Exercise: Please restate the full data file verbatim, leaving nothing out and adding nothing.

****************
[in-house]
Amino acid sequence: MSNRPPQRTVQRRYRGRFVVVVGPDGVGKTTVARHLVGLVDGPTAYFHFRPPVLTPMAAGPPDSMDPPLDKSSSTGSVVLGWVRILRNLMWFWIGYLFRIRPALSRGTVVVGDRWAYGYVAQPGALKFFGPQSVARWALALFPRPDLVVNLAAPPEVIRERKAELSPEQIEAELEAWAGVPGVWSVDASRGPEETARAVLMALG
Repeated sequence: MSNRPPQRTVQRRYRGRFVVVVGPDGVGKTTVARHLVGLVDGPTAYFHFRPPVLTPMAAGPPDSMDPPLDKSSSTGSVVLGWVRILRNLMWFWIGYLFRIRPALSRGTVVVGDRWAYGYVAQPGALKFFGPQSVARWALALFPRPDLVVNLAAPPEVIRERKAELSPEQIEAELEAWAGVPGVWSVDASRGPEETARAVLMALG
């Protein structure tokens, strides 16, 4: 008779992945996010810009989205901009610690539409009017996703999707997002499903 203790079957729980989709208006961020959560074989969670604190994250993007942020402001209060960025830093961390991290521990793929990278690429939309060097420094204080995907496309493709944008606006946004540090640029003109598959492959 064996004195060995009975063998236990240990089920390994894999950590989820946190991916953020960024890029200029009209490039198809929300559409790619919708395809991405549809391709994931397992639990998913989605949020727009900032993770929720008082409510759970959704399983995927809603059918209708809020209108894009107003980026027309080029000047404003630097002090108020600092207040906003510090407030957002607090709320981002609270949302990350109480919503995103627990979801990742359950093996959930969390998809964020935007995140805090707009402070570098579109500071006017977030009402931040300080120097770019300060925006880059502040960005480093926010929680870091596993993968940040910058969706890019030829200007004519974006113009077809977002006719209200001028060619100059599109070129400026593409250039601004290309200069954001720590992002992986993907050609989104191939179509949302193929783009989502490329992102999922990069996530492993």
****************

[in-house]
Amino acid sequence: MSNRPPQRTVQRRYRGRFVVVVGPDGVGKTTVARHLVGLVDGPTAYFHFRPPVLTPMAAGPPDSMDPPLDKSSSTGSVVLGWVRILRNLMWFWIGYLFRIRPALSRGTVVVGDRWAYGYVAQPGALKFFGPQSVARWALALFPRPDLVVNLAAPPEVIRERKAELSPEQIEAELEAWAGVPGVWSVDASRGPEETARAVLMALG
Repeated sequence: MSNRPPQRTVQRRYRGRFVVVVGPDGVGKTTVARHLVGLVDGPTAYFHFRPPVLTPMAAGPPDSMDPPLDKSSSTGSVVLGWVRILRNLMWFWIGYLFRIRPALSRGTVVVGDRWAYGYVAQPGALKFFGPQSVARWALALFPRPDLVVNLAAPPEVIRERKAELSPEQIEAELEAWAGVPGVWSVDASRGPEETARAVLMALG
């Protein structure tokens, strides 16, 4: 008779992945996010810009989205901009610690539409009017996703999707997002499903 203790079957729980989709208006961020959560074989969670604190994250993007942020402001209060960025830093961390991290521990793929990278690429939309060097420094204080995907496309493709944008606006946004540090640029003109598959492959 064996004195060995009975063998236990240990089920390994894999950590989820946190991916953020960024890029200029009209490039198809929300559409790619919708395809991405549809391709994931397992639990998913989605949020727009900032993770929720008082409510759970959704399983995927809603059918209708809020209108894009107003980026027309080029000047404003630097002090108020600092207040906003510090407030957002607090709320981002609270949302990350109480919503995103627990979801990742359950093996959930969390998809964020935007995140805090707009402070570098579109500071006017977030009402931040300080120097770019300060925006880059502040960005480093926010929680870091596993993968940040910058969706890019030829200007004519974006113009077809977002006719209200001028060619100059599109070129400026593409250039601004290309200069954001720590992002992986993907050609989104191939179509949302193929783009989502490329992102999922990069996530492993």